Phil Jackson working on short- and long-term plans with or without Carmelo Anthony
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Phil Jackson doesn't have enough fingers to hold all of his championship rings, but that much success gives the Knicks' president the street cred to ask Carmelo Anthony to be more selfless than he's ever been.
The last two times Jackson has spoken with reporters, he has said he hopes Anthony will accept a less-than-maximum contract, and he wants him to opt in instead of opt out this summer.
It's not often that Anthony is challenged this way publicly, but it's obvious that Jackson is the face of the franchise now. Although Anthony might have other ideas, both of Jackson's suggestions / requests would be a win-win for the Knicks.
Anthony has said all along that he will opt out and become a free agent July 1, but he also has said he would be willing to take less if it gives the Knicks flexibility and improves their chances of winning a championship. Jackson, an 11-time champion as a coach, is holding him to that, and also is trying to get him to wait until 2015 to be free.
"We have an opportunity in the next couple of years to get back in the hunt for free agents that are headline players," Jackson said Friday. "This year, not so. But we're going to make improvements on this team regardless. But next year and the year after, we think that we're going to have that opportunity. Can we get two instead of just one? Yeah, that's a possibility. Reality of how to do that involves Carmelo's compliance.
"It may not be a $20-million player, $16-million player, $12-million player -- it may be a $10-million ballplayer. But that's the way things work out now. There's a possibility we can do that. That's kind of the way we looked at it with Carmelo, and he's willing to do that because he wants to win a championship.
"That's not the end of our appeal and that's not the end of our negotiations with him. But that's a point of emphasis that he opened the door and I stuck my foot in it and said this is what we can do."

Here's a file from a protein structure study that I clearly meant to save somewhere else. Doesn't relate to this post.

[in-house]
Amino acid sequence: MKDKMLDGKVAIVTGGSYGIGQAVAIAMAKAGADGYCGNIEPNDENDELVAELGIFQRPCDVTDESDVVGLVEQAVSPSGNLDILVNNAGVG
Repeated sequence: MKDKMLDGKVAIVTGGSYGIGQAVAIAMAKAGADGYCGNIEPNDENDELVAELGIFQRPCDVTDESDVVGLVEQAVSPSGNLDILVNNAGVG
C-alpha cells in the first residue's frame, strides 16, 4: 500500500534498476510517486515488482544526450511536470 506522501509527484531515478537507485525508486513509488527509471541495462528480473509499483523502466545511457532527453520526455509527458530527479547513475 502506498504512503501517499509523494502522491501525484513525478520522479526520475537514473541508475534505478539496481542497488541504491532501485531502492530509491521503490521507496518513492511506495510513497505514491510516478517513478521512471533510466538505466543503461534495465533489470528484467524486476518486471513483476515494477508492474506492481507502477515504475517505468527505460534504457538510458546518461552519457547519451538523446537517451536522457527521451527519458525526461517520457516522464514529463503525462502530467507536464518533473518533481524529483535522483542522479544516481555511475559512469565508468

The 2015 free-agent class could include LeBron James, Chris Bosh, Kevin Love, Marc Gasol, LaMarcus Aldridge and Rajon Rondo, and the 2016 prize is Kevin Durant. Jackson has plenty to do before then -- picking a coach, preparing for life with or without Anthony and determining how he can improve the team now.
That's been Jackson's focus as he waits for leading coaching candidate Derek Fisher, whose Oklahoma City Thunder faced the San Antonio Spurs in Game 6 of the Western Conference finals Saturday night, to end his playing career and become available.
The Knicks have begun workouts with draft-eligible players and Jackson said they would be willing to buy a pick because they don't have one. But trades and signing players to short-term deals likely will be the way Jackson tries to immediately improve the Knicks. "I don't think it's any secret that everybody that we have on our roster is up for discussion," he said.
Jackson said Anthony and high-priced players who will be free agents after the 2014-15 season -- Amar'e Stoudemire, Tyson Chandler and Andrea Bargnani -- "are not to be discussed, but the roster that we have beyond that is open for discussion."
The thinking is that the Knicks don't want to give up the flexibility they have for next year's free agency. But Jackson still didn't rule out taking back players or salaries that could impact the Knicks without giving up flexibility for 2015.
"If we get back what we think we need to fill out the character and the type of player that we want to have, we're going to go forward with it anyway," Jackson said. "We're not the only teams that are going to be chasing these players."
Jackson believes that if Anthony returns, combined with whatever moves he can make to improve the team, the Knicks will contend next season.
"Yeah, I do," he said. "I think it has to have kind of a refreshed attitude. I think they call it a beginner mind. It needs a beginner mind to start over again. In the process to bond together, that's what teams do that are successful and come back with 'OK, we can do this. We can collectively get ourselves back on the same page, same breath and same idea of selfless behavior, whatever our roles and get out there and play the game that's competitive.' There should be ample opportunity for this team to come back into competition next year."
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